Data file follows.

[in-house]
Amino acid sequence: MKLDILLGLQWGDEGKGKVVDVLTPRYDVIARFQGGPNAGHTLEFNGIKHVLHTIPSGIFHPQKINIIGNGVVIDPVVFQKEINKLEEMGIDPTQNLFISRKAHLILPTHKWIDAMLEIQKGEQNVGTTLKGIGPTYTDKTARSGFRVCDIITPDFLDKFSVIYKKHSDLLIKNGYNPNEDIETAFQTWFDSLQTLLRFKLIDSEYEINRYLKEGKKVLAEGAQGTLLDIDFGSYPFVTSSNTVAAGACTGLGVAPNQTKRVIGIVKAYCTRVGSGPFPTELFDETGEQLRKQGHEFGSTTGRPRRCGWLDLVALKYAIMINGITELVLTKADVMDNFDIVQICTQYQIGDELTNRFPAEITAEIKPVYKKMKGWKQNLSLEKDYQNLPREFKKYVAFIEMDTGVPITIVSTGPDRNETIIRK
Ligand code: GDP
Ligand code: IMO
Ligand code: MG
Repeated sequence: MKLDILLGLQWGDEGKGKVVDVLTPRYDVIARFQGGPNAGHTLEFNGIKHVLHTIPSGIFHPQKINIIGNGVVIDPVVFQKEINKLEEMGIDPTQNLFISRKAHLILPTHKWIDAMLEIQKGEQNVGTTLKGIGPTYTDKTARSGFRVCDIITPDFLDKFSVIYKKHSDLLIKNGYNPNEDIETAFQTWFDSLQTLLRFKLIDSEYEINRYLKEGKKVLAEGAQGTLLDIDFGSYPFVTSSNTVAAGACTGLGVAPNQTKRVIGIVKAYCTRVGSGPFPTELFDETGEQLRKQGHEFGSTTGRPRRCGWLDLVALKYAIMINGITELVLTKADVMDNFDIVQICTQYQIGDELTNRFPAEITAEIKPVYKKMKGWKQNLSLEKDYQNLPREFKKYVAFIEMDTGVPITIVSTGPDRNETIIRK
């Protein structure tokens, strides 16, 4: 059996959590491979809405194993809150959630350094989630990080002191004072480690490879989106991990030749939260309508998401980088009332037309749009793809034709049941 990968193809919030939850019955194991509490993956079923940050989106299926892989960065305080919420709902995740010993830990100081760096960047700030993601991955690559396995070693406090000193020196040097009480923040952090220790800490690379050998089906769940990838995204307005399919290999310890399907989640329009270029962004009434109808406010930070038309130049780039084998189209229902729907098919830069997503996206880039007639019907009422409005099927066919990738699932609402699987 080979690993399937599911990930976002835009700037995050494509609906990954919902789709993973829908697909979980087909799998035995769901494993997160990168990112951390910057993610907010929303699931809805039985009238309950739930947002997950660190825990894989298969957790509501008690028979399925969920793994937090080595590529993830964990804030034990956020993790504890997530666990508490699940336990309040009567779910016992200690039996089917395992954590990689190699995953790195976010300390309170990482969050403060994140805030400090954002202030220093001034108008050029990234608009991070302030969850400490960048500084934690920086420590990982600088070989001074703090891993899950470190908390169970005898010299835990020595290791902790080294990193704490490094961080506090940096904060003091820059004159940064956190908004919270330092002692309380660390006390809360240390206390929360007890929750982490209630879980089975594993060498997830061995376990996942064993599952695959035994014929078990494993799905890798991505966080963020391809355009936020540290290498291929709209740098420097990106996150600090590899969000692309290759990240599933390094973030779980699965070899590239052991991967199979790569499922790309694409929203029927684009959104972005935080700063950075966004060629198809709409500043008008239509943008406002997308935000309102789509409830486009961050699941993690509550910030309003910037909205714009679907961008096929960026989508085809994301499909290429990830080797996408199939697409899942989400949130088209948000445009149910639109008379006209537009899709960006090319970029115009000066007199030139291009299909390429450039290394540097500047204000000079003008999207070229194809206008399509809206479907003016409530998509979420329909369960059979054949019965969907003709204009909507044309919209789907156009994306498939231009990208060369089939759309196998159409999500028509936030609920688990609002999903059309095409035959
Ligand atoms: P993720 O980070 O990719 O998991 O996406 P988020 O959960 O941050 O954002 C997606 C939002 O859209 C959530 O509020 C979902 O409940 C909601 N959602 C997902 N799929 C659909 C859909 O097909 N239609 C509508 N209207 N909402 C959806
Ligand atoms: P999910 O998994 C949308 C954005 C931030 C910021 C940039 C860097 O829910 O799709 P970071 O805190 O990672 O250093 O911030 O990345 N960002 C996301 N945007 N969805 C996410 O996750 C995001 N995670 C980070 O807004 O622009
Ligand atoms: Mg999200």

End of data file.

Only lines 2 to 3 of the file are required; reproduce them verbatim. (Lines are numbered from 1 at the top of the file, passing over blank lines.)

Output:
Amino acid sequence: MKLDILLGLQWGDEGKGKVVDVLTPRYDVIARFQGGPNAGHTLEFNGIKHVLHTIPSGIFHPQKINIIGNGVVIDPVVFQKEINKLEEMGIDPTQNLFISRKAHLILPTHKWIDAMLEIQKGEQNVGTTLKGIGPTYTDKTARSGFRVCDIITPDFLDKFSVIYKKHSDLLIKNGYNPNEDIETAFQTWFDSLQTLLRFKLIDSEYEINRYLKEGKKVLAEGAQGTLLDIDFGSYPFVTSSNTVAAGACTGLGVAPNQTKRVIGIVKAYCTRVGSGPFPTELFDETGEQLRKQGHEFGSTTGRPRRCGWLDLVALKYAIMINGITELVLTKADVMDNFDIVQICTQYQIGDELTNRFPAEITAEIKPVYKKMKGWKQNLSLEKDYQNLPREFKKYVAFIEMDTGVPITIVSTGPDRNETIIRK
Ligand code: GDP